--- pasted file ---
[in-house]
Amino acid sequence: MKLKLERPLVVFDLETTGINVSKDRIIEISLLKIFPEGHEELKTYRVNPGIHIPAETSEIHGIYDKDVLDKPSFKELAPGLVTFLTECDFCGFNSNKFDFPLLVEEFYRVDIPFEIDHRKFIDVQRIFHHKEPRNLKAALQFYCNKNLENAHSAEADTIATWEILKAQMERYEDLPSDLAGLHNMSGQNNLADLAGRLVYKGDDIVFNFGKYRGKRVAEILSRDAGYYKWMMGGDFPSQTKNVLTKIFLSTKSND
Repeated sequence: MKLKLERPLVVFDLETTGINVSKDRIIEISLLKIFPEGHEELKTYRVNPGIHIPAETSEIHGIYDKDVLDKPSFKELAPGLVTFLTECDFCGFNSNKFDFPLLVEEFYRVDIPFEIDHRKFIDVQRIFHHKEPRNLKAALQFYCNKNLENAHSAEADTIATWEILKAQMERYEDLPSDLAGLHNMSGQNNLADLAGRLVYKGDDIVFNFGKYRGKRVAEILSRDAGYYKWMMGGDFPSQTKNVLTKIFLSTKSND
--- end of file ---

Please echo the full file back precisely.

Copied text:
[in-house]
Amino acid sequence: MKLKLERPLVVFDLETTGINVSKDRIIEISLLKIFPEGHEELKTYRVNPGIHIPAETSEIHGIYDKDVLDKPSFKELAPGLVTFLTECDFCGFNSNKFDFPLLVEEFYRVDIPFEIDHRKFIDVQRIFHHKEPRNLKAALQFYCNKNLENAHSAEADTIATWEILKAQMERYEDLPSDLAGLHNMSGQNNLADLAGRLVYKGDDIVFNFGKYRGKRVAEILSRDAGYYKWMMGGDFPSQTKNVLTKIFLSTKSND
Repeated sequence: MKLKLERPLVVFDLETTGINVSKDRIIEISLLKIFPEGHEELKTYRVNPGIHIPAETSEIHGIYDKDVLDKPSFKELAPGLVTFLTECDFCGFNSNKFDFPLLVEEFYRVDIPFEIDHRKFIDVQRIFHHKEPRNLKAALQFYCNKNLENAHSAEADTIATWEILKAQMERYEDLPSDLAGLHNMSGQNNLADLAGRLVYKGDDIVFNFGKYRGKRVAEILSRDAGYYKWMMGGDFPSQTKNVLTKIFLSTKSND